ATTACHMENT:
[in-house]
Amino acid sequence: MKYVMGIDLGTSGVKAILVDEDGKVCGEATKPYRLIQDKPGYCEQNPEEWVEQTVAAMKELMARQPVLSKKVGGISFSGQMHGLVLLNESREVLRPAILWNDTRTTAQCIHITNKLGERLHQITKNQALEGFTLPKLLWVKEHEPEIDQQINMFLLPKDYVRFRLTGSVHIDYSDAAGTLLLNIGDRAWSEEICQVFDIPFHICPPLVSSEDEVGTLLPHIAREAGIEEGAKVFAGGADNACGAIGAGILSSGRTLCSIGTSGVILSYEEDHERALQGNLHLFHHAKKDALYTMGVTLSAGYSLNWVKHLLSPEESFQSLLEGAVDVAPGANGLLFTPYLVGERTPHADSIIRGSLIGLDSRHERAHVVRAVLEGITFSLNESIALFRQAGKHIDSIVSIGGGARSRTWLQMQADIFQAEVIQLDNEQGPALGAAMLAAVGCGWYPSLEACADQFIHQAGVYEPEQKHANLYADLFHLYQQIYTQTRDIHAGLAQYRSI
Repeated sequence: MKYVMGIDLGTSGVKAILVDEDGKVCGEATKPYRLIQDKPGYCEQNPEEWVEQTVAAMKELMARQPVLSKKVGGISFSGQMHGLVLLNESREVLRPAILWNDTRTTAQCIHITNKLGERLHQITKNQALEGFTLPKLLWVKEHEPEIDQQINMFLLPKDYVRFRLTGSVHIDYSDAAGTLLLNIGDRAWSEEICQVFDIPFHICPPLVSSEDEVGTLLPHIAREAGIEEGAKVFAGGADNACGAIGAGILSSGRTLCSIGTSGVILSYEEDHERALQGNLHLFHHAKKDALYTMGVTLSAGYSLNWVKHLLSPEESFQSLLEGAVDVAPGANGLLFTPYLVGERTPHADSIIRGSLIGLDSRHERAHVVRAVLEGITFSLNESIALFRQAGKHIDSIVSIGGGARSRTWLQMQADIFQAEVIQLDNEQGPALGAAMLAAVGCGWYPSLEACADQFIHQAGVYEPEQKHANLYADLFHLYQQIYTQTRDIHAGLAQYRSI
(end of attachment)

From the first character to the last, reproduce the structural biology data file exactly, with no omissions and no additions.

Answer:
[in-house]
Amino acid sequence: MKYVMGIDLGTSGVKAILVDEDGKVCGEATKPYRLIQDKPGYCEQNPEEWVEQTVAAMKELMARQPVLSKKVGGISFSGQMHGLVLLNESREVLRPAILWNDTRTTAQCIHITNKLGERLHQITKNQALEGFTLPKLLWVKEHEPEIDQQINMFLLPKDYVRFRLTGSVHIDYSDAAGTLLLNIGDRAWSEEICQVFDIPFHICPPLVSSEDEVGTLLPHIAREAGIEEGAKVFAGGADNACGAIGAGILSSGRTLCSIGTSGVILSYEEDHERALQGNLHLFHHAKKDALYTMGVTLSAGYSLNWVKHLLSPEESFQSLLEGAVDVAPGANGLLFTPYLVGERTPHADSIIRGSLIGLDSRHERAHVVRAVLEGITFSLNESIALFRQAGKHIDSIVSIGGGARSRTWLQMQADIFQAEVIQLDNEQGPALGAAMLAAVGCGWYPSLEACADQFIHQAGVYEPEQKHANLYADLFHLYQQIYTQTRDIHAGLAQYRSI
Repeated sequence: MKYVMGIDLGTSGVKAILVDEDGKVCGEATKPYRLIQDKPGYCEQNPEEWVEQTVAAMKELMARQPVLSKKVGGISFSGQMHGLVLLNESREVLRPAILWNDTRTTAQCIHITNKLGERLHQITKNQALEGFTLPKLLWVKEHEPEIDQQINMFLLPKDYVRFRLTGSVHIDYSDAAGTLLLNIGDRAWSEEICQVFDIPFHICPPLVSSEDEVGTLLPHIAREAGIEEGAKVFAGGADNACGAIGAGILSSGRTLCSIGTSGVILSYEEDHERALQGNLHLFHHAKKDALYTMGVTLSAGYSLNWVKHLLSPEESFQSLLEGAVDVAPGANGLLFTPYLVGERTPHADSIIRGSLIGLDSRHERAHVVRAVLEGITFSLNESIALFRQAGKHIDSIVSIGGGARSRTWLQMQADIFQAEVIQLDNEQGPALGAAMLAAVGCGWYPSLEACADQFIHQAGVYEPEQKHANLYADLFHLYQQIYTQTRDIHAGLAQYRSI